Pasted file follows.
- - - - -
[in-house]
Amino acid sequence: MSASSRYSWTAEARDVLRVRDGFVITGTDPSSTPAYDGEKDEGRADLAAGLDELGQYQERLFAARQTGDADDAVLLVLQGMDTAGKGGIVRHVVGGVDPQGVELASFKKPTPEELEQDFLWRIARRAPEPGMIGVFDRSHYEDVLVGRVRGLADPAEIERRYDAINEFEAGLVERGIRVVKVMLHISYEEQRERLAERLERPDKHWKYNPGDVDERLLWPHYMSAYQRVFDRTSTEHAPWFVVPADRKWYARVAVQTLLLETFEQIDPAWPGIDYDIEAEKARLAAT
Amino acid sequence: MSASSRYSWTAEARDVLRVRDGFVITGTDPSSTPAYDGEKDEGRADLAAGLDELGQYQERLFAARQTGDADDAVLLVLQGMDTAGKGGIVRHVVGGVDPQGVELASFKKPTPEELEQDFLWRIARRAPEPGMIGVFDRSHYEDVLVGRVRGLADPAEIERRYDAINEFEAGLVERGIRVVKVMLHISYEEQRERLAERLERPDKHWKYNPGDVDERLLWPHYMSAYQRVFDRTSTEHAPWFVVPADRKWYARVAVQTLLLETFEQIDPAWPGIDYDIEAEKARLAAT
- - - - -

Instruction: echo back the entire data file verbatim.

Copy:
[in-house]
Amino acid sequence: MSASSRYSWTAEARDVLRVRDGFVITGTDPSSTPAYDGEKDEGRADLAAGLDELGQYQERLFAARQTGDADDAVLLVLQGMDTAGKGGIVRHVVGGVDPQGVELASFKKPTPEELEQDFLWRIARRAPEPGMIGVFDRSHYEDVLVGRVRGLADPAEIERRYDAINEFEAGLVERGIRVVKVMLHISYEEQRERLAERLERPDKHWKYNPGDVDERLLWPHYMSAYQRVFDRTSTEHAPWFVVPADRKWYARVAVQTLLLETFEQIDPAWPGIDYDIEAEKARLAAT
Amino acid sequence: MSASSRYSWTAEARDVLRVRDGFVITGTDPSSTPAYDGEKDEGRADLAAGLDELGQYQERLFAARQTGDADDAVLLVLQGMDTAGKGGIVRHVVGGVDPQGVELASFKKPTPEELEQDFLWRIARRAPEPGMIGVFDRSHYEDVLVGRVRGLADPAEIERRYDAINEFEAGLVERGIRVVKVMLHISYEEQRERLAERLERPDKHWKYNPGDVDERLLWPHYMSAYQRVFDRTSTEHAPWFVVPADRKWYARVAVQTLLLETFEQIDPAWPGIDYDIEAEKARLAAT